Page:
Manabars Technologies has failed to raise $1 million in funding and is insolvent, investors were told yesterday.
A letter issued yesterday informed shareholders the "conservative attitude of NZ investors combined with the general investment climate that is heavily influenced by the finance company meltdown has impeded our prospects".
Manabars has developed a technology it says delivers a new, and secure, way to link computers over the internet. It informed shareholders in a July meeting it intended to issue 1.4 million shares to raise $1 million to meet technical, development and marketing efforts. However, yesterday's letter say the company has exhausted its reserves.
"We regret to inform you that 'MTL' has exhausted its reserves and is unable to meet its financial commitments," the letter says. "In short, 'MTL' is insolvent and must close down, unless someone is able to provide an immediate and significant injection of cash. Our staff has been informed and are no longer employed by the company."
Chief technical officer David Hughes told Computerworld a number of investors have approached him to continue developing the technology.
"We've completed the technology from a patent point of view and universities are cross-checking it on the peer-review side," he says.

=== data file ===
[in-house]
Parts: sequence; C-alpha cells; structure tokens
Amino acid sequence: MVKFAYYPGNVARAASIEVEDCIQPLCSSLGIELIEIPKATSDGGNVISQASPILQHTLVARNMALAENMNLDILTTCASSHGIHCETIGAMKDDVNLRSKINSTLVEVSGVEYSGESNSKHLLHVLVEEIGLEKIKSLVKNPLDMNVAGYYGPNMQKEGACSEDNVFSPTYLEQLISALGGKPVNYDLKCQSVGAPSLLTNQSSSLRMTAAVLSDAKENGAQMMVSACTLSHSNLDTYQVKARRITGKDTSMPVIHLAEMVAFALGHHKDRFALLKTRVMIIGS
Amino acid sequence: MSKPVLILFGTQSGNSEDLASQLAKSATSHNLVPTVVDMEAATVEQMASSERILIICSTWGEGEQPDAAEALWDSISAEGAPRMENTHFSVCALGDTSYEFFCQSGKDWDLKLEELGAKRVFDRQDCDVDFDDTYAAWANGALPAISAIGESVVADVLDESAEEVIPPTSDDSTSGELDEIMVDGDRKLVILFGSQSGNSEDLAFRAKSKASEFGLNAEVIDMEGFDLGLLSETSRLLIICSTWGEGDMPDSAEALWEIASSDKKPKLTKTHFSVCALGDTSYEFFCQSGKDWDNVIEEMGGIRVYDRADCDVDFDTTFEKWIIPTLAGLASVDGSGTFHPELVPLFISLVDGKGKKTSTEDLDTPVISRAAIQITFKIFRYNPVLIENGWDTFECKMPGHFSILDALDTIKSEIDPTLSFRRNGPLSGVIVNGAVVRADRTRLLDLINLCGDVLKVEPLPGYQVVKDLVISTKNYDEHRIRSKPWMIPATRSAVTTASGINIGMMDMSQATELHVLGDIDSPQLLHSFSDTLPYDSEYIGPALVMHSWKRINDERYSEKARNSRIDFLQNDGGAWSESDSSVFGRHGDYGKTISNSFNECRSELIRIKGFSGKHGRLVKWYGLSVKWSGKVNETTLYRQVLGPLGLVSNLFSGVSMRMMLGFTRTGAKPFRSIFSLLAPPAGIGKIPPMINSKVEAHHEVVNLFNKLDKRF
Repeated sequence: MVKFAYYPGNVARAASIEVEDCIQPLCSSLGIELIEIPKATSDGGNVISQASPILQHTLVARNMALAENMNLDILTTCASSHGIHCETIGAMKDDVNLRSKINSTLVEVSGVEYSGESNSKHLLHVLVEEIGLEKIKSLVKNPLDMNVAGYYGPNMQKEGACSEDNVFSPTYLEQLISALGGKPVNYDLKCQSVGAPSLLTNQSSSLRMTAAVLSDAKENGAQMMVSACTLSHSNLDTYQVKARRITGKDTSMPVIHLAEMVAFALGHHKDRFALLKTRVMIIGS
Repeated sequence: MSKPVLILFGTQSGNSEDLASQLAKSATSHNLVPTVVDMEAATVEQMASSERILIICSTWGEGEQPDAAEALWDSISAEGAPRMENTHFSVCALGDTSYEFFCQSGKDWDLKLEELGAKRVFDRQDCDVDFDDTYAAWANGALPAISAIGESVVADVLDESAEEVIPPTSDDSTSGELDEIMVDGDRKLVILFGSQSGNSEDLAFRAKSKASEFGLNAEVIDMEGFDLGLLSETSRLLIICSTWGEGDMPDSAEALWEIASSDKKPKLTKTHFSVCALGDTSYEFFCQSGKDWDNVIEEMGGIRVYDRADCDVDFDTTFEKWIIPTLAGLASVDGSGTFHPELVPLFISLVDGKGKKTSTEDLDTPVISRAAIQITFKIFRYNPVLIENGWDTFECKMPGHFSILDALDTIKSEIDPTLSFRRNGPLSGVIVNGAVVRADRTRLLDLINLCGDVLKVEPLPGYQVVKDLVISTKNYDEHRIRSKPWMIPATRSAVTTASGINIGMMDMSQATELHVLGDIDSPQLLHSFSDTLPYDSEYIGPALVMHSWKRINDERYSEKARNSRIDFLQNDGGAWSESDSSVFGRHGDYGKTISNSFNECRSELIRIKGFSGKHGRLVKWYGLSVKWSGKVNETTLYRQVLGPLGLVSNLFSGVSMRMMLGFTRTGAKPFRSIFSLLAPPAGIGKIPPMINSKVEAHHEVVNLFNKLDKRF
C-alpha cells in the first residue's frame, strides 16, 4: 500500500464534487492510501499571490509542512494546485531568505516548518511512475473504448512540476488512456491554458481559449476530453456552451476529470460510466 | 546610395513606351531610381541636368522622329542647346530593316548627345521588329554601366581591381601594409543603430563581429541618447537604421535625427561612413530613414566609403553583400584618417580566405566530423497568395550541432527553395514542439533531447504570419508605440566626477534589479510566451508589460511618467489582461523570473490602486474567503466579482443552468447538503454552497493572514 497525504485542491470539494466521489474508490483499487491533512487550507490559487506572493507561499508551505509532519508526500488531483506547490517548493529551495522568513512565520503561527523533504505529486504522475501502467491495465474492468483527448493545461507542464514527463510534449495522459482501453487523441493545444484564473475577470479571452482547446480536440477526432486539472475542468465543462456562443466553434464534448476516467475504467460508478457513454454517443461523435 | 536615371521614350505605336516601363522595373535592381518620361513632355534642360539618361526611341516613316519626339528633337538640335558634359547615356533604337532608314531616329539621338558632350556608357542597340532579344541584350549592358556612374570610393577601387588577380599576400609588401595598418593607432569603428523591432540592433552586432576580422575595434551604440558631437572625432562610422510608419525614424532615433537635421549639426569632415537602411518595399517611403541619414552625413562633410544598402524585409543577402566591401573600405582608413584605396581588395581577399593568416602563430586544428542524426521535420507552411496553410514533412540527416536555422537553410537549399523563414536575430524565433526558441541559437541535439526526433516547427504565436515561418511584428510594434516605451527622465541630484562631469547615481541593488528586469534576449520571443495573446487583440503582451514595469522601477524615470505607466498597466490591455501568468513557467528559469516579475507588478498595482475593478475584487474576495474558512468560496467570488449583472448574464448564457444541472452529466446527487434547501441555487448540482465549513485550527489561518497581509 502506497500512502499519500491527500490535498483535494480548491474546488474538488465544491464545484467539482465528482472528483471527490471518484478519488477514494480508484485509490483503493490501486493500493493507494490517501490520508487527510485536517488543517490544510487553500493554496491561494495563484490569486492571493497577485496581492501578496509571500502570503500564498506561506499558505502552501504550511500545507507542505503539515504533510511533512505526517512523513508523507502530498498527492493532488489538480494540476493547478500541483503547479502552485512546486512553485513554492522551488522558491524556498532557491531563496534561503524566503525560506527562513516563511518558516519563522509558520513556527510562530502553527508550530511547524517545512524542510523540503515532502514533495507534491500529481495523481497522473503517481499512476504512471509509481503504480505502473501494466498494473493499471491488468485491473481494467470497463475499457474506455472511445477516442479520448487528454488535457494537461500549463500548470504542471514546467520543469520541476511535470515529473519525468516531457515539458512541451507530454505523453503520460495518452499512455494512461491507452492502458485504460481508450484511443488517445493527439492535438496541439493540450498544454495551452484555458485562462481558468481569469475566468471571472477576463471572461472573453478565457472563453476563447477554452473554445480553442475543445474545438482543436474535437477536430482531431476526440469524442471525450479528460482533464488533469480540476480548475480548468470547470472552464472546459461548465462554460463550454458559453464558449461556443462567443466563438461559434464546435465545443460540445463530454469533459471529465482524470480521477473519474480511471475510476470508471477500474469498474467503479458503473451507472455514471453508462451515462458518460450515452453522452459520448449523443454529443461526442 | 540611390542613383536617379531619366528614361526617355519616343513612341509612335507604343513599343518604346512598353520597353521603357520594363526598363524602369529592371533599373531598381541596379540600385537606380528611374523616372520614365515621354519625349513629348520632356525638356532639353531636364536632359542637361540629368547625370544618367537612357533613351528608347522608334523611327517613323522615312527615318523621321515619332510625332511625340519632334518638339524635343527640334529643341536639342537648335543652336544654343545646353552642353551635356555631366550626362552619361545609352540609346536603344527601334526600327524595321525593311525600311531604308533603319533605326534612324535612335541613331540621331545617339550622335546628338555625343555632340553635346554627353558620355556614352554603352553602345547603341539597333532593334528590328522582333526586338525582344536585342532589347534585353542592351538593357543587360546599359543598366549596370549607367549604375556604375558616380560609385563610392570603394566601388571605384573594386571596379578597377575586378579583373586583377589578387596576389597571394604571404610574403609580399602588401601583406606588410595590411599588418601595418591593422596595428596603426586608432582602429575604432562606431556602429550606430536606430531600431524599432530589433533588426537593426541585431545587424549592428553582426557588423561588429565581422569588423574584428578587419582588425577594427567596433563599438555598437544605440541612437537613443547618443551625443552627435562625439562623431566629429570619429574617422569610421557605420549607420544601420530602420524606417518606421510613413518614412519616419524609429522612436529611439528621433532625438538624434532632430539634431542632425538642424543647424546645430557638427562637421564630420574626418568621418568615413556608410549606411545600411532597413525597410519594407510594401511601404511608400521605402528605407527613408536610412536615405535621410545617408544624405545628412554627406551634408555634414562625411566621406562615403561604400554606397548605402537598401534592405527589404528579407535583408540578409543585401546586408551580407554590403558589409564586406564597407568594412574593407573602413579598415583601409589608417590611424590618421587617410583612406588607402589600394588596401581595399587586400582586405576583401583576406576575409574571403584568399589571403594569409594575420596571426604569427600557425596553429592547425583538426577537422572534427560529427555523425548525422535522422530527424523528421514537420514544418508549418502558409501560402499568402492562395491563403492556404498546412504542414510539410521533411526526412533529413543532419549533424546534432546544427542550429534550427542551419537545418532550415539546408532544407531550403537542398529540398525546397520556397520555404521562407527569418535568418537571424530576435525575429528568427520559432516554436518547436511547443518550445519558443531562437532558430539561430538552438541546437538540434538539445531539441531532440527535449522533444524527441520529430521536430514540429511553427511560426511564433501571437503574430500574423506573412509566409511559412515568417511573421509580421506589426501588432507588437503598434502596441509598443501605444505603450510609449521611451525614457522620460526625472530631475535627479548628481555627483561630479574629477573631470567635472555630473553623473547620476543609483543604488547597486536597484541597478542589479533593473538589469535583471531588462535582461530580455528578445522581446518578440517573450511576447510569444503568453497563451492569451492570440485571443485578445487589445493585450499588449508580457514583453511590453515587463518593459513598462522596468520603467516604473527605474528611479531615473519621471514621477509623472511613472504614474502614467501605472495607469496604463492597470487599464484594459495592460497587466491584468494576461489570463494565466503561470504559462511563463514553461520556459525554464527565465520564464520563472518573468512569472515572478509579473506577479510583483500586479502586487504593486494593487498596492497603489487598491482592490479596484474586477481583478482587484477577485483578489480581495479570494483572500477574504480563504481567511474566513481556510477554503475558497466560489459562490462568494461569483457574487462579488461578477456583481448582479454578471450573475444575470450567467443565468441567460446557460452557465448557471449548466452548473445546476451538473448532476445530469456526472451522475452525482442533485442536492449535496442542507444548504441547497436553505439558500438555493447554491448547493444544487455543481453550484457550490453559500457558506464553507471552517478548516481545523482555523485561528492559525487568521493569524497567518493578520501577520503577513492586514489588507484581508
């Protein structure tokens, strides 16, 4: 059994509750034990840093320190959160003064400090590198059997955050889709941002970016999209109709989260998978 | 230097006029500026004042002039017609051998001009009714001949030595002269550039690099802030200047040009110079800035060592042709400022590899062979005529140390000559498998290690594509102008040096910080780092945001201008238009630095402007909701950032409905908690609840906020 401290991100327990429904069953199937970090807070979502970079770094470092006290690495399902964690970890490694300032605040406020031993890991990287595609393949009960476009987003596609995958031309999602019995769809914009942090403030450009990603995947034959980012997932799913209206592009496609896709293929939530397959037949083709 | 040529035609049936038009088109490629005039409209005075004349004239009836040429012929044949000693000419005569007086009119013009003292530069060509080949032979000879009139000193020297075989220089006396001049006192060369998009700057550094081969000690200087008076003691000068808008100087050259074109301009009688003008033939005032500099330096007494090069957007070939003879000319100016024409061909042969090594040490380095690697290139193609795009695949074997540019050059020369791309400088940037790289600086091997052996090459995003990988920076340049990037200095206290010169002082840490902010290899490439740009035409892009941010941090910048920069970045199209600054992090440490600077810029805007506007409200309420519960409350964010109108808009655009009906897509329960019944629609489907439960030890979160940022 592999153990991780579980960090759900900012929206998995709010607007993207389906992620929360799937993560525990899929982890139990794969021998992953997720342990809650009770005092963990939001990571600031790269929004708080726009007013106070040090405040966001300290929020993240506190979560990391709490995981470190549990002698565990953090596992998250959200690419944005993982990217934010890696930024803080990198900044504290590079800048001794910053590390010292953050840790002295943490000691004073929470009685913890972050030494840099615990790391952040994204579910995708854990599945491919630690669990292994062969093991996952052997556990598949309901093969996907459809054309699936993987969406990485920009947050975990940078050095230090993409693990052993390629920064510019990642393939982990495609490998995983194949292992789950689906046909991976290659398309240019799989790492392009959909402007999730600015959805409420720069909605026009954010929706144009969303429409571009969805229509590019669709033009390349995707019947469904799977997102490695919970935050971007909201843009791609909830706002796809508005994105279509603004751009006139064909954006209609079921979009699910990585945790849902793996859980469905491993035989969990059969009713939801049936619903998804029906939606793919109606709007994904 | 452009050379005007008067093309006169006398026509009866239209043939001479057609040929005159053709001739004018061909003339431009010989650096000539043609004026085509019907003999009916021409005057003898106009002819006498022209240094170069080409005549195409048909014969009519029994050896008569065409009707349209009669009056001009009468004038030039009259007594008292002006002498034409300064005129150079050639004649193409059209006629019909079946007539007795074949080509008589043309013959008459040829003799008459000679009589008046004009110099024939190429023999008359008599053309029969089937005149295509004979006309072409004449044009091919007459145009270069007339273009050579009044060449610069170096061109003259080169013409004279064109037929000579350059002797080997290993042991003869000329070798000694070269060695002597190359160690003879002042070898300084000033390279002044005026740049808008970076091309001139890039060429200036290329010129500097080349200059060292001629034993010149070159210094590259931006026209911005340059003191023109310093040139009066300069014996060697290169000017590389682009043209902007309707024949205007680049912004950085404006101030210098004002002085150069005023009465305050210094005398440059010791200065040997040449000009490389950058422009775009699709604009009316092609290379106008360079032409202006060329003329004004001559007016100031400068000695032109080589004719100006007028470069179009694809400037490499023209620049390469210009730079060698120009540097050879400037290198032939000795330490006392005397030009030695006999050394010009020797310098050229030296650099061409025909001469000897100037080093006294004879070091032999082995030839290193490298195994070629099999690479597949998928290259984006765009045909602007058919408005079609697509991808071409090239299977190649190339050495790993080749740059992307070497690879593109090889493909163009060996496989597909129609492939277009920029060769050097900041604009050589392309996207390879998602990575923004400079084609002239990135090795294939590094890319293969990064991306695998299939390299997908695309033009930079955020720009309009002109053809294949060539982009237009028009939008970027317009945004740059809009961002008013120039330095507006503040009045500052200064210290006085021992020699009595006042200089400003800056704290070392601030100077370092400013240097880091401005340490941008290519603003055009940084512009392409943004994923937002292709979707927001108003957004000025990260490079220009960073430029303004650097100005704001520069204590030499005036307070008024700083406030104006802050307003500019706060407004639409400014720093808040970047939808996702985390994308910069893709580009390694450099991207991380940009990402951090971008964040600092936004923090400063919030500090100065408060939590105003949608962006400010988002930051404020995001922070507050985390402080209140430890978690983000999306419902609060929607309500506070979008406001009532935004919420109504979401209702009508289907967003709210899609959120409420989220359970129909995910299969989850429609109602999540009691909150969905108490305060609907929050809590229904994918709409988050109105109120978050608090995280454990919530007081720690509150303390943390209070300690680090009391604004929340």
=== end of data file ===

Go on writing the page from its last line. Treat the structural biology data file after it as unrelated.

"I'm looking to a number of investors who have been very supportive and want to move forward in a different vehicle," he says.
"It's an exciting time for the technology," he says.
Hughes was unable to comment on whether the insolvent vehicle, Manabars Technologies Ltd, would be able to meet its debts. He says a clearer picture will emerge over the next couple of weeks.
The intellectual property used by that company is owned by another company, Manabars IP Ltd. Hughes says the licence of that technology to Manabars Technologies will be terminated "fairly shortly".
Despite not owning the intellectual property, the proposed share issue and price would have valued Manabars Technologies at $20.6 million.
A Companies Office search show Manabars Technologies shares are fairly widely held, while Manabars IP Ltd is wholly owned by Kevin Martin, of Orakei, Auckland.
In a press release issued in July the company said approximately 200 shareholders had invested in excess of $1.5 million in developing its technology, with NZ government grants contributing over $100,000 in the past two years.
That release further explained the technology: "MTL has gone to the source of the fire and reengineered computer hardware. The hardware architecture is founded in mathematical Set Theory, which guarantees total security. Set Theory breaks all information into containers similar to directories and is known as Sets. The instructions in the CPU only allow access to information inside containers, but never outside. This fundamental premise ensures software cannot attack other software because it doesn't have access to the container.
"MTL has taken the hardware design, patented it and built the Manabars Network — a software platform that cannot be hacked and enables applications to leapfrog to an internet orientated deployment."
The Foundation for Research Science and Technology website shows grants totalling $12,756 have been made to "Manabars Internet Joint Venture Partnership".